Covenant Conditionality And A Future For Israel -- By: Ronald W. Pierce
JETS 37:1 (March 1994) p. 27
Covenant Conditionality And A Future For Israel
*Ronald Pierce is associate professor of Biblical studies at Talbot School of Theology, Biola University, 18300 Biola Avenue, La Mirada, California 90639.
Dispensationalists have argued consistently for an ethnic, national future for Israel based on the premise that the covenants established with Abraham and David, in contrast to that made with Israel as a nation through Moses,1 were unconditional.2 They reason (1) that God has promised Israel a land and kingdom without conditions, (2) that his promise has not yet been fully realized in Israel’s history, and therefore (3) that one should expect to see such an event yet in the future.3 Sometimes this
JETS 37:1 (March 1994) p. 28
approach even translates into political support for the modern state of Israel based on religious grounds.4
The present study finds such a premise unsupportable exegetically from the texts relating to the covenants5 and therefore concludes that any hope for a national future for Israel must be supported otherwise. Further, the four major covenants (Abrahamic, Israelite, Davidic, New)6 have at their core the same twofold character: (1) a sovereign choice by God of an individual or people followed by (2) a responsible covenant relationship.7 The element of human responsibility, however, is expressed differently in each case.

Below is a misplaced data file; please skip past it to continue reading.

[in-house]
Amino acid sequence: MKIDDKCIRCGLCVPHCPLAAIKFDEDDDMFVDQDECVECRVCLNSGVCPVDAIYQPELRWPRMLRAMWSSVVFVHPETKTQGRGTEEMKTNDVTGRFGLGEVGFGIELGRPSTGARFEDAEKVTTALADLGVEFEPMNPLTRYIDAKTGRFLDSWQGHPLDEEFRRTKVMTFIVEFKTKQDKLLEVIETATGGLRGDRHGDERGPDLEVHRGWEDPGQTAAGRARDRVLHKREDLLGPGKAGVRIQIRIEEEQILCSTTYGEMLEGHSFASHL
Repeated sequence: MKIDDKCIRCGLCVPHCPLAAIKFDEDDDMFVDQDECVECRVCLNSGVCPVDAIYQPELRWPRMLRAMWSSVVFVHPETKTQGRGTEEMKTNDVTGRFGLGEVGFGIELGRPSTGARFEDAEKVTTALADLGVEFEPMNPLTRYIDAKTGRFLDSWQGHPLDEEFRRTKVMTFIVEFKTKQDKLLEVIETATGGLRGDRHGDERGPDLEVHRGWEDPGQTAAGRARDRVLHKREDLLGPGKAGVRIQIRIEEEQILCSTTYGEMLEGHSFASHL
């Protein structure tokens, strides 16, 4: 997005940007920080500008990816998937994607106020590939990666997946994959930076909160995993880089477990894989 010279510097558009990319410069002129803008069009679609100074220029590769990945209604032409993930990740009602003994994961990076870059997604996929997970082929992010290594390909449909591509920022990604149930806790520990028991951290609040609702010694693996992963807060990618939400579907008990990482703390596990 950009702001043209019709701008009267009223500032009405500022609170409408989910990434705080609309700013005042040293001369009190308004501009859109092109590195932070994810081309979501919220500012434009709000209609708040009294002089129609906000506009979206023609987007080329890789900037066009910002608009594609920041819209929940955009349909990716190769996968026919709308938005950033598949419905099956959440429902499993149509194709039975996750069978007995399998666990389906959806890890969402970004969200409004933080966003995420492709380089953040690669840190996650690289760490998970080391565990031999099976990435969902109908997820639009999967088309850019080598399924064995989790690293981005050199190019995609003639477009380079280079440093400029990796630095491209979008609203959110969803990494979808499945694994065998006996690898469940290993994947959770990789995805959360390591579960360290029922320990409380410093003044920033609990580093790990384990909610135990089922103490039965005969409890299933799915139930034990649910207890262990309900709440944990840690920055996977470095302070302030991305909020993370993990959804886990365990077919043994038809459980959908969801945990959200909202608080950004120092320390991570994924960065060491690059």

With regard to the Abrahamic covenant the imperative-imperfect grammatical form is utilized (“You do this and I will do that”), then confirmed and clarified in retrospect: “Because you have done this, I will do that.” In the Israelite covenant the traditional: “If … then … “ covenantal formula is common and is generally understood as expressing conditionality. In the Davidic covenant the latter also occurs, but with an important variation between the Samuel and Chronicles accounts. The study concludes with an examination of the New-covenant model presented by Jeremiah at the time of the exilic crisis, which serves as a point of reference for understanding Paul’s hope in Romans 9–11 for a national future for Israel.
I. The Abrahamic Covenant
No precursor in the text presents a rationale for the choice of Abraham. Instead God simply appears to the patriarch while he is in Haran already on his way ...
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